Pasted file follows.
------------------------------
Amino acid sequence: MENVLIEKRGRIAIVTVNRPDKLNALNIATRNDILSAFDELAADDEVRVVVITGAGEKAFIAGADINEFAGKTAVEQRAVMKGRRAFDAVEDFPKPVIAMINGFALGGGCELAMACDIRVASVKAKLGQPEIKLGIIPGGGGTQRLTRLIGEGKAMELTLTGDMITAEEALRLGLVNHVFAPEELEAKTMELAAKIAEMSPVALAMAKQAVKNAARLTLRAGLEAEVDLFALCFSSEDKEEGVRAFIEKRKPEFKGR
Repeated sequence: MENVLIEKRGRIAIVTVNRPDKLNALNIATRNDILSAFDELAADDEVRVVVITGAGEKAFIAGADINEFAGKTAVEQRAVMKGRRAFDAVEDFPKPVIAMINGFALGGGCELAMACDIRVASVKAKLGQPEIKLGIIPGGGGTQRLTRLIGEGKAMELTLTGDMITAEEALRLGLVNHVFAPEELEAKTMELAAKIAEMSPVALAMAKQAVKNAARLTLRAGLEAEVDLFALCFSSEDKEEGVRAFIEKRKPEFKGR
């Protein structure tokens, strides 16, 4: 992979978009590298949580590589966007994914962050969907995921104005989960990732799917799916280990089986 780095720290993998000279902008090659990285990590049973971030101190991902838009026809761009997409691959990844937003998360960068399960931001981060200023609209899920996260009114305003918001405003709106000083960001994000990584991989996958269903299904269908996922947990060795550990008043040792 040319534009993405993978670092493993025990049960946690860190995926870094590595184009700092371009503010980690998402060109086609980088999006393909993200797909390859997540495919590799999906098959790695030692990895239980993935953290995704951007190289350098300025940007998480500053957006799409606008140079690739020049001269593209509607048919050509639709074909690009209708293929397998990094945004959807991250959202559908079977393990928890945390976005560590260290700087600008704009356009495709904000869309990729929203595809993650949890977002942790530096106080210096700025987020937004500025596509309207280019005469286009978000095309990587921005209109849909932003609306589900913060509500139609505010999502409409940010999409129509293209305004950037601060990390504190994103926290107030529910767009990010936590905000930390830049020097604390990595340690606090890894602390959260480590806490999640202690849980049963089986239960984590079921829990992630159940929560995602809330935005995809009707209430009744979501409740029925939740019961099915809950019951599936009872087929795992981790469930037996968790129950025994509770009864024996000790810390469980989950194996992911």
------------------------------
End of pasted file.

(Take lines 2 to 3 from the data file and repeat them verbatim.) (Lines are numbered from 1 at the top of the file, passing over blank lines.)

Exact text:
Repeated sequence: MENVLIEKRGRIAIVTVNRPDKLNALNIATRNDILSAFDELAADDEVRVVVITGAGEKAFIAGADINEFAGKTAVEQRAVMKGRRAFDAVEDFPKPVIAMINGFALGGGCELAMACDIRVASVKAKLGQPEIKLGIIPGGGGTQRLTRLIGEGKAMELTLTGDMITAEEALRLGLVNHVFAPEELEAKTMELAAKIAEMSPVALAMAKQAVKNAARLTLRAGLEAEVDLFALCFSSEDKEEGVRAFIEKRKPEFKGR
């Protein structure tokens, strides 16, 4: 992979978009590298949580590589966007994914962050969907995921104005989960990732799917799916280990089986 780095720290993998000279902008090659990285990590049973971030101190991902838009026809761009997409691959990844937003998360960068399960931001981060200023609209899920996260009114305003918001405003709106000083960001994000990584991989996958269903299904269908996922947990060795550990008043040792 040319534009993405993978670092493993025990049960946690860190995926870094590595184009700092371009503010980690998402060109086609980088999006393909993200797909390859997540495919590799999906098959790695030692990895239980993935953290995704951007190289350098300025940007998480500053957006799409606008140079690739020049001269593209509607048919050509639709074909690009209708293929397998990094945004959807991250959202559908079977393990928890945390976005560590260290700087600008704009356009495709904000869309990729929203595809993650949890977002942790530096106080210096700025987020937004500025596509309207280019005469286009978000095309990587921005209109849909932003609306589900913060509500139609505010999502409409940010999409129509293209305004950037601060990390504190994103926290107030529910767009990010936590905000930390830049020097604390990595340690606090890894602390959260480590806490999640202690849980049963089986239960984590079921829990992630159940929560995602809330935005995809009707209430009744979501409740029925939740019961099915809950019951599936009872087929795992981790469930037996968790129950025994509770009864024996000790810390469980989950194996992911």